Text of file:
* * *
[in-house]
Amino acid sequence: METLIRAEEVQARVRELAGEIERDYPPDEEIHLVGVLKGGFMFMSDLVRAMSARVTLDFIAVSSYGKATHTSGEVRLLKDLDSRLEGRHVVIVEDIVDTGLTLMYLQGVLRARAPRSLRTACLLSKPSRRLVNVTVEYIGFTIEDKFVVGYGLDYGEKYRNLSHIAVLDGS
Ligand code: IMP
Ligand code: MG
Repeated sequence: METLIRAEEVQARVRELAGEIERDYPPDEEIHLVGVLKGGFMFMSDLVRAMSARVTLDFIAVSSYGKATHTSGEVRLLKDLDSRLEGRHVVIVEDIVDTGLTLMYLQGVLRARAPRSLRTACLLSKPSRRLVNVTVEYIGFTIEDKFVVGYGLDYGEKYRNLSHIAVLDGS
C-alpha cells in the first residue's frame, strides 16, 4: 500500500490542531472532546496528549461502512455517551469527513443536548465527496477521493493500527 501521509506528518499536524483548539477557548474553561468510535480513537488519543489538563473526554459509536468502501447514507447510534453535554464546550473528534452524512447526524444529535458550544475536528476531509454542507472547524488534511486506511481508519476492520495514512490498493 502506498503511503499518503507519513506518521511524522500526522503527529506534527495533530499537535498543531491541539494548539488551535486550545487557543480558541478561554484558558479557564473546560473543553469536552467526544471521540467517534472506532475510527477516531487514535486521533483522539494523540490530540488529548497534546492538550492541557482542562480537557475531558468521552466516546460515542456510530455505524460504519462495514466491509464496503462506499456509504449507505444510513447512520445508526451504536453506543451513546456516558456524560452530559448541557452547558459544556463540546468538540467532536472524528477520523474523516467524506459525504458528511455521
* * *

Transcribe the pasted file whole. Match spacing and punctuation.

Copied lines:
[in-house]
Amino acid sequence: METLIRAEEVQARVRELAGEIERDYPPDEEIHLVGVLKGGFMFMSDLVRAMSARVTLDFIAVSSYGKATHTSGEVRLLKDLDSRLEGRHVVIVEDIVDTGLTLMYLQGVLRARAPRSLRTACLLSKPSRRLVNVTVEYIGFTIEDKFVVGYGLDYGEKYRNLSHIAVLDGS
Ligand code: IMP
Ligand code: MG
Repeated sequence: METLIRAEEVQARVRELAGEIERDYPPDEEIHLVGVLKGGFMFMSDLVRAMSARVTLDFIAVSSYGKATHTSGEVRLLKDLDSRLEGRHVVIVEDIVDTGLTLMYLQGVLRARAPRSLRTACLLSKPSRRLVNVTVEYIGFTIEDKFVVGYGLDYGEKYRNLSHIAVLDGS
C-alpha cells in the first residue's frame, strides 16, 4: 500500500490542531472532546496528549461502512455517551469527513443536548465527496477521493493500527 501521509506528518499536524483548539477557548474553561468510535480513537488519543489538563473526554459509536468502501447514507447510534453535554464546550473528534452524512447526524444529535458550544475536528476531509454542507472547524488534511486506511481508519476492520495514512490498493 502506498503511503499518503507519513506518521511524522500526522503527529506534527495533530499537535498543531491541539494548539488551535486550545487557543480558541478561554484558558479557564473546560473543553469536552467526544471521540467517534472506532475510527477516531487514535486521533483522539494523540490530540488529548497534546492538550492541557482542562480537557475531558468521552466516546460515542456510530455505524460504519462495514466491509464496503462506499456509504449507505444510513447512520445508526451504536453506543451513546456516558456524560452530559448541557452547558459544556463540546468538540467532536472524528477520523474523516467524506459525504458528511455521